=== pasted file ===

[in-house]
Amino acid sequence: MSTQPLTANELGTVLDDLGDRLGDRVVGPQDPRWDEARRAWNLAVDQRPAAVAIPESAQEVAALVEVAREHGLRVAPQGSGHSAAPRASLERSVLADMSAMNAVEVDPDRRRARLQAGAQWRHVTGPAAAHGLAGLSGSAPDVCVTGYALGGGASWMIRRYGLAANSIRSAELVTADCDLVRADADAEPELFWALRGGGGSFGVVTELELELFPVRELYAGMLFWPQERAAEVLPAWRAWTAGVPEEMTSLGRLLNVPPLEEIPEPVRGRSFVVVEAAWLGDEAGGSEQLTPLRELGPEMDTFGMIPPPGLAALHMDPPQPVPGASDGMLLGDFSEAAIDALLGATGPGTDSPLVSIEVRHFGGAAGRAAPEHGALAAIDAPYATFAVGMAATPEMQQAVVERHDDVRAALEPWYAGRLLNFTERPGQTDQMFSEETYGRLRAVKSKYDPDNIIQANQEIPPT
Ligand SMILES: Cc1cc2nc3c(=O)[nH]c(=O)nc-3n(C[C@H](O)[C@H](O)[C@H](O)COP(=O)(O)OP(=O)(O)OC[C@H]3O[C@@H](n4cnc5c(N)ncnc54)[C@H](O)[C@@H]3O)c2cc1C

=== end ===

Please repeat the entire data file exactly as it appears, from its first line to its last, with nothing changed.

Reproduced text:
[in-house]
Amino acid sequence: MSTQPLTANELGTVLDDLGDRLGDRVVGPQDPRWDEARRAWNLAVDQRPAAVAIPESAQEVAALVEVAREHGLRVAPQGSGHSAAPRASLERSVLADMSAMNAVEVDPDRRRARLQAGAQWRHVTGPAAAHGLAGLSGSAPDVCVTGYALGGGASWMIRRYGLAANSIRSAELVTADCDLVRADADAEPELFWALRGGGGSFGVVTELELELFPVRELYAGMLFWPQERAAEVLPAWRAWTAGVPEEMTSLGRLLNVPPLEEIPEPVRGRSFVVVEAAWLGDEAGGSEQLTPLRELGPEMDTFGMIPPPGLAALHMDPPQPVPGASDGMLLGDFSEAAIDALLGATGPGTDSPLVSIEVRHFGGAAGRAAPEHGALAAIDAPYATFAVGMAATPEMQQAVVERHDDVRAALEPWYAGRLLNFTERPGQTDQMFSEETYGRLRAVKSKYDPDNIIQANQEIPPT
Ligand SMILES: Cc1cc2nc3c(=O)[nH]c(=O)nc-3n(C[C@H](O)[C@H](O)[C@H](O)COP(=O)(O)OP(=O)(O)OC[C@H]3O[C@@H](n4cnc5c(N)ncnc54)[C@H](O)[C@@H]3O)c2cc1C